AIG and the Financial Crisis
In 2008 United States of America suffered a massive financial crisis. The entire economy was affected, and a lot companies were forced into bankruptcy. AIG was on the verge of being bankrupt until the government decided to bailout the company. Now the AIG is being controlled by the government to restructure and recover assets. According to Kathy Gill about 80 percent of the AIG is controlled by the government (Gill). There are many reasons that lead to the fall of one of the largest insurance company in America, but the four that stand out the most are leverage provided by the government, the creation of Collateral Debt Obligations (CDO), the use of Credit Default Swaps (CDS), the arrogance to believe nothing would go wrong with the Credit Default Swaps, and last but not the least is how the United States government allowed these instruments to cause damage to the economy. The Creator of the Financial Crisis
The starting point for the fall of AIG was with leverage. According to investopedia leverage is “The amount of debt used to finance a firm's assets. A firm with significantly more debt than equity is considered to be highly leveraged” (Leverage). The man responsible for creating leverage in the United States of America is Alan Greenspan. Alan Greenspan was the chairman of the Federal Reserve Bank to. Alan Greenspan created leverage by allowing the Federal Reserve to hand out loans for only one percent of interest (Davidson). The reasoning behind his decision was due to the attack of September 11 in 2001, and the internet bust. Greenspan thought by lowering the interest he might be able to boost up the economy in those difficult times. Companies on Wall Street saw the cheap credit and borrowed tons of money to make deals so they can have a huge profit. The entire country was given the illusion that our economy was rising due to the temporary profit everyone was earning. Little did Alan Greenspan unknowingly had given an idea to companies on the Wall Street to connect investors with the housing market. “Furthermore, the combination of low interest rates and easier leverage in a loose lending environment led investors to look for a new asset class through housing market and securitization process”(Jo Hoje). That securitization process became Collateral Debt Obligation (CDO). How did Collateralized Debt Obligations Work?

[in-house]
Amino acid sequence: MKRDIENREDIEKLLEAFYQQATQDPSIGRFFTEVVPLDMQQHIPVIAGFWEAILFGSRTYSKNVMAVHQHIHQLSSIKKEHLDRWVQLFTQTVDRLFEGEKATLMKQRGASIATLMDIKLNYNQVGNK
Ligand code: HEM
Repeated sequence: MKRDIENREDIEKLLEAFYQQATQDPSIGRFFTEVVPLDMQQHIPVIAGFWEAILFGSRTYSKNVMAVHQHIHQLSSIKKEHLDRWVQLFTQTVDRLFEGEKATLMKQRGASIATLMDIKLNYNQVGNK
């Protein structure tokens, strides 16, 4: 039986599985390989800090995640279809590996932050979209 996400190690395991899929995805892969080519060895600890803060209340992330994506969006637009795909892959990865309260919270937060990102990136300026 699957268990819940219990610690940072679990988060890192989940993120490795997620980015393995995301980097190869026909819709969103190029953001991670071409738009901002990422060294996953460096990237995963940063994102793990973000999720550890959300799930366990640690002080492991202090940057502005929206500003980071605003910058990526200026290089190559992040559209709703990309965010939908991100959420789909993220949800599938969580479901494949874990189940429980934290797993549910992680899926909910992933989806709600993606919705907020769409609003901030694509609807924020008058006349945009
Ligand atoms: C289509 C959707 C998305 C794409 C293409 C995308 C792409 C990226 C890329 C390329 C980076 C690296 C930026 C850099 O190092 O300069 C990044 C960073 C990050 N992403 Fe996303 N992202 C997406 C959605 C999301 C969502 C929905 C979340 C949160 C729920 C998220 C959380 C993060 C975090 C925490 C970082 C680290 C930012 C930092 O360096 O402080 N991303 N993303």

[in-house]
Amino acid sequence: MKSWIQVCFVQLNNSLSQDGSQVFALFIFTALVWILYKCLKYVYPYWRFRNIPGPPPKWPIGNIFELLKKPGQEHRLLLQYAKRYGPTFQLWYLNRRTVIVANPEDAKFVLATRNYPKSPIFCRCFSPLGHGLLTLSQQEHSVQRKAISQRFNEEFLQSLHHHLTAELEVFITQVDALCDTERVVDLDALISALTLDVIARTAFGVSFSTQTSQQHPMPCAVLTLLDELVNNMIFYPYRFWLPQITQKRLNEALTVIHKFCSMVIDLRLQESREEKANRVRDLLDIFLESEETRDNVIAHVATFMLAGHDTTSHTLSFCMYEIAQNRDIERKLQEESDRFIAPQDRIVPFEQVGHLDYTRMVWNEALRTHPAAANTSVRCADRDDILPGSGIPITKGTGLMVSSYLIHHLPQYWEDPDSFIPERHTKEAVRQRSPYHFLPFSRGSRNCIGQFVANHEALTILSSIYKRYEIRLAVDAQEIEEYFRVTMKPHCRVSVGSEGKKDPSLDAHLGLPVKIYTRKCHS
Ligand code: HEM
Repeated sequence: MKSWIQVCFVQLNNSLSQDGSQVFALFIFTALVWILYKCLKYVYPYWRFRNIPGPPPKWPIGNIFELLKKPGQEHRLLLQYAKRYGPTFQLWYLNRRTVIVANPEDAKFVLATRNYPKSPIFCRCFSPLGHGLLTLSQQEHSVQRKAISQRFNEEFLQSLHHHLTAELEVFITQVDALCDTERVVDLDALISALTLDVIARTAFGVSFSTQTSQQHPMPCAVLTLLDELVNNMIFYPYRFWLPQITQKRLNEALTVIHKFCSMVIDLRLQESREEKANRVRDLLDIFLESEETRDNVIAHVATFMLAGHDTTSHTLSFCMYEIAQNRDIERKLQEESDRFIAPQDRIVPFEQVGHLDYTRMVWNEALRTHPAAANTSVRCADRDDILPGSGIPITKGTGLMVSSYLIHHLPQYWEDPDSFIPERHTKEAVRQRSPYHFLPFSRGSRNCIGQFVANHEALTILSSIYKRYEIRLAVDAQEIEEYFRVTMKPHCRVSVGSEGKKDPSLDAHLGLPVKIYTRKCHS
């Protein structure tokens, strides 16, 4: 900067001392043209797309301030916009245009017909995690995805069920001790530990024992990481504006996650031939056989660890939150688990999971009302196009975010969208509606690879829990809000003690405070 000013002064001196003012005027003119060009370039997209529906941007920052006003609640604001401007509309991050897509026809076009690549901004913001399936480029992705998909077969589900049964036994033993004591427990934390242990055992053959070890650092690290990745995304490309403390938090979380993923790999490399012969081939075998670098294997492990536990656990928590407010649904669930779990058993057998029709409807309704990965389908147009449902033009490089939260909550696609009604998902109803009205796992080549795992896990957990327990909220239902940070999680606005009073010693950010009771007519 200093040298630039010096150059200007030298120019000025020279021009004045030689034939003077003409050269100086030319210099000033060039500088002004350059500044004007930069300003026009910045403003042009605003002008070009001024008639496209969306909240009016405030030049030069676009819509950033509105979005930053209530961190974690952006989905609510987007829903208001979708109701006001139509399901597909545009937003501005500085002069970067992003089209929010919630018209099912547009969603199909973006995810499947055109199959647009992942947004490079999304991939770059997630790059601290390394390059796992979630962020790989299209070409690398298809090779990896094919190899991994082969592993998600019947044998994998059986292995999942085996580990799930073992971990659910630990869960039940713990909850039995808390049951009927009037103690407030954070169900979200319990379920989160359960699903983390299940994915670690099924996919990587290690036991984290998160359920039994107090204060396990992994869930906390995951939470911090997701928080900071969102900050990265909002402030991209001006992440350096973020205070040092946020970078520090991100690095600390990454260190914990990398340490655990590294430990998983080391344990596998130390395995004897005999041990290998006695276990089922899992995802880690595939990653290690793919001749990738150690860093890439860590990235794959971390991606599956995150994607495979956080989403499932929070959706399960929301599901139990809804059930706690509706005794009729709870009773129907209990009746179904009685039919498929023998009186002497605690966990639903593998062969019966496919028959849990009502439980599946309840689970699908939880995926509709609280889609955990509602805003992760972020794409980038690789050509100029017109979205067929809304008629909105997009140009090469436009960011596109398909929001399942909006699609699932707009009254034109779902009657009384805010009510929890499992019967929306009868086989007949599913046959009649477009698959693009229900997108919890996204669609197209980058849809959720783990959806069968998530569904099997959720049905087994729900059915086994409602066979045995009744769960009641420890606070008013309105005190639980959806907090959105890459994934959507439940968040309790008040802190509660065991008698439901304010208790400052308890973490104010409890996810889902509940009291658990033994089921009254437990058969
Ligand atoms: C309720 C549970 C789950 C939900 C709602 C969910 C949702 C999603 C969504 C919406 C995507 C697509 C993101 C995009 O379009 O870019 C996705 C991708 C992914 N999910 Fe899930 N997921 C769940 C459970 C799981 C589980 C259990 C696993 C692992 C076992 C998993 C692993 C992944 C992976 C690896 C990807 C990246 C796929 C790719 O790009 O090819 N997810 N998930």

“Collateral Debt Obligation (CDO) is an investment – grade security backed by a pool of bonds, loans, and other assets. CDO’s do not specialize in one type of debt but are often non-mortgage loans or bonds.”(Collateralized) The first CDO was created in 1987 by the bankers in the company called Drexel Burnham Lambert Inc (Salas). It is ironic how the company that created the CDO’s does not exist anymore because of their involvement in junk bonds. This was done under the supervision of Drexel Burnham lamberts CEO Michael Milken, who was charged with committing securities fraud (Salas). As shown earlier CDO’s were connected to the Wall Street through mortgages and homeowners, what companies did was buy a massive amount of mortgages from a mortgage company and earn monthly payments from home owners. While they were earning profits through their CDO’s, they were also earning profit from the investors who were investing in their companies. The way these companies set up their Credit Debt Obligations is that divided into three sections Safe, Okay, and Risky. The safe and the okay CDO’s earn companies majority of the money since the safe payments comes in first. The risky CDO’s are most likely to default and because of that their interest rates are higher, but they still earn a good amount of money because of the huge interest on them. There were many companies that took advantage of this security and earned millions in profit. Some of those companies were Goldman Sachs, Merrill Lynch, AIG, and Bear Stearns. CDO’s helped investors and the economy to boost up. CDO’s were one of...
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